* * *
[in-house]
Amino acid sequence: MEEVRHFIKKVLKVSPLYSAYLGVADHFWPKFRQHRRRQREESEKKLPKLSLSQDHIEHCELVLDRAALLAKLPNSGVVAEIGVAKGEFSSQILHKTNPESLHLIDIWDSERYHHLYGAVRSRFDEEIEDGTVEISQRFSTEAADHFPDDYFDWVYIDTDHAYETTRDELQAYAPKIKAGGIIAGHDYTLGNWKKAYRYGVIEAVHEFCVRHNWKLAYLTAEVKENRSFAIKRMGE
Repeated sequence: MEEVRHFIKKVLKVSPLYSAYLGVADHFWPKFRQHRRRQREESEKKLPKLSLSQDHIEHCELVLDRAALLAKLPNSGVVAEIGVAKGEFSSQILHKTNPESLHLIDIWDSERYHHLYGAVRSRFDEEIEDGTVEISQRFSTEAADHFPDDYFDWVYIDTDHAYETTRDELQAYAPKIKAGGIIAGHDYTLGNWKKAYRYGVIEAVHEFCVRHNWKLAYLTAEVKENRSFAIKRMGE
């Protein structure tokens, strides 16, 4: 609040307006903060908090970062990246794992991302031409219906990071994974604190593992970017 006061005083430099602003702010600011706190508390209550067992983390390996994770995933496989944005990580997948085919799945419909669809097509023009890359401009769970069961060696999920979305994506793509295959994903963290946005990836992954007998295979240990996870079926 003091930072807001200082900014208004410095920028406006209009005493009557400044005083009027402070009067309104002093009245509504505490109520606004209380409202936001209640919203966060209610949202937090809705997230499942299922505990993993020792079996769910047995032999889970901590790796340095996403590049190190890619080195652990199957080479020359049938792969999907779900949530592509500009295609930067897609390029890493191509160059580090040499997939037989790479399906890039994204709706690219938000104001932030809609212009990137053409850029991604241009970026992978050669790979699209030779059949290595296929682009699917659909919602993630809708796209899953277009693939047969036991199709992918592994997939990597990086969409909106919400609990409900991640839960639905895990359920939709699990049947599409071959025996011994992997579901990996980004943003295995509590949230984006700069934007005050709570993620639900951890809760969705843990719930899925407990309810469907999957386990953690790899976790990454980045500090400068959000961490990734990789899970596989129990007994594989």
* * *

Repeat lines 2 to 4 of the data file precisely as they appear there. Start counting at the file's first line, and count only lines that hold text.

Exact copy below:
Amino acid sequence: MEEVRHFIKKVLKVSPLYSAYLGVADHFWPKFRQHRRRQREESEKKLPKLSLSQDHIEHCELVLDRAALLAKLPNSGVVAEIGVAKGEFSSQILHKTNPESLHLIDIWDSERYHHLYGAVRSRFDEEIEDGTVEISQRFSTEAADHFPDDYFDWVYIDTDHAYETTRDELQAYAPKIKAGGIIAGHDYTLGNWKKAYRYGVIEAVHEFCVRHNWKLAYLTAEVKENRSFAIKRMGE
Repeated sequence: MEEVRHFIKKVLKVSPLYSAYLGVADHFWPKFRQHRRRQREESEKKLPKLSLSQDHIEHCELVLDRAALLAKLPNSGVVAEIGVAKGEFSSQILHKTNPESLHLIDIWDSERYHHLYGAVRSRFDEEIEDGTVEISQRFSTEAADHFPDDYFDWVYIDTDHAYETTRDELQAYAPKIKAGGIIAGHDYTLGNWKKAYRYGVIEAVHEFCVRHNWKLAYLTAEVKENRSFAIKRMGE
């Protein structure tokens, strides 16, 4: 609040307006903060908090970062990246794992991302031409219906990071994974604190593992970017 006061005083430099602003702010600011706190508390209550067992983390390996994770995933496989944005990580997948085919799945419909669809097509023009890359401009769970069961060696999920979305994506793509295959994903963290946005990836992954007998295979240990996870079926 003091930072807001200082900014208004410095920028406006209009005493009557400044005083009027402070009067309104002093009245509504505490109520606004209380409202936001209640919203966060209610949202937090809705997230499942299922505990993993020792079996769910047995032999889970901590790796340095996403590049190190890619080195652990199957080479020359049938792969999907779900949530592509500009295609930067897609390029890493191509160059580090040499997939037989790479399906890039994204709706690219938000104001932030809609212009990137053409850029991604241009970026992978050669790979699209030779059949290595296929682009699917659909919602993630809708796209899953277009693939047969036991199709992918592994997939990597990086969409909106919400609990409900991640839960639905895990359920939709699990049947599409071959025996011994992997579901990996980004943003295995509590949230984006700069934007005050709570993620639900951890809760969705843990719930899925407990309810469907999957386990953690790899976790990454980045500090400068959000961490990734990789899970596989129990007994594989």